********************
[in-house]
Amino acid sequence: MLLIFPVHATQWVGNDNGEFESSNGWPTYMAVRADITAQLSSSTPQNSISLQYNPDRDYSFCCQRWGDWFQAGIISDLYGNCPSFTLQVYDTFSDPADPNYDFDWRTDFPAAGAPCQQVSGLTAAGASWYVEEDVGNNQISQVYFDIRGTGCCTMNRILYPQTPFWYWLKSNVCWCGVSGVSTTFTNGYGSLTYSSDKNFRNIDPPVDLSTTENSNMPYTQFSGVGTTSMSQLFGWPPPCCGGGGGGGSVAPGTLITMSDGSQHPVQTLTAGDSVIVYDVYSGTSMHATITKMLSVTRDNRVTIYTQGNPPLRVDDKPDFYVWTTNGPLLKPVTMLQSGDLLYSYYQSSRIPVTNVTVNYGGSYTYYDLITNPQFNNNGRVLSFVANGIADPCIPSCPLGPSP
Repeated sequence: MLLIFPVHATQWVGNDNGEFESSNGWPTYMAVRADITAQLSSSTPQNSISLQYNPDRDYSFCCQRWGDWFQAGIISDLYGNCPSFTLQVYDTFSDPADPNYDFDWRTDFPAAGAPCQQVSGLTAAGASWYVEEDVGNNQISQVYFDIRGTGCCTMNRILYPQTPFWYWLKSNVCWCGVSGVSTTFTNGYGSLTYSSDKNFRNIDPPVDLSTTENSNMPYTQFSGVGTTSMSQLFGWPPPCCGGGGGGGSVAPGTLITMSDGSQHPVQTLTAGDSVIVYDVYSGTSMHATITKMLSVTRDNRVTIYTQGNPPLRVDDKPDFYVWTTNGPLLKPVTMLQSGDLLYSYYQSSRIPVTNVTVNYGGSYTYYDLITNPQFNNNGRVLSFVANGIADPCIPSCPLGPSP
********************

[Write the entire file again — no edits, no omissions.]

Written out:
[in-house]
Amino acid sequence: MLLIFPVHATQWVGNDNGEFESSNGWPTYMAVRADITAQLSSSTPQNSISLQYNPDRDYSFCCQRWGDWFQAGIISDLYGNCPSFTLQVYDTFSDPADPNYDFDWRTDFPAAGAPCQQVSGLTAAGASWYVEEDVGNNQISQVYFDIRGTGCCTMNRILYPQTPFWYWLKSNVCWCGVSGVSTTFTNGYGSLTYSSDKNFRNIDPPVDLSTTENSNMPYTQFSGVGTTSMSQLFGWPPPCCGGGGGGGSVAPGTLITMSDGSQHPVQTLTAGDSVIVYDVYSGTSMHATITKMLSVTRDNRVTIYTQGNPPLRVDDKPDFYVWTTNGPLLKPVTMLQSGDLLYSYYQSSRIPVTNVTVNYGGSYTYYDLITNPQFNNNGRVLSFVANGIADPCIPSCPLGPSP
Repeated sequence: MLLIFPVHATQWVGNDNGEFESSNGWPTYMAVRADITAQLSSSTPQNSISLQYNPDRDYSFCCQRWGDWFQAGIISDLYGNCPSFTLQVYDTFSDPADPNYDFDWRTDFPAAGAPCQQVSGLTAAGASWYVEEDVGNNQISQVYFDIRGTGCCTMNRILYPQTPFWYWLKSNVCWCGVSGVSTTFTNGYGSLTYSSDKNFRNIDPPVDLSTTENSNMPYTQFSGVGTTSMSQLFGWPPPCCGGGGGGGSVAPGTLITMSDGSQHPVQTLTAGDSVIVYDVYSGTSMHATITKMLSVTRDNRVTIYTQGNPPLRVDDKPDFYVWTTNGPLLKPVTMLQSGDLLYSYYQSSRIPVTNVTVNYGGSYTYYDLITNPQFNNNGRVLSFVANGIADPCIPSCPLGPSP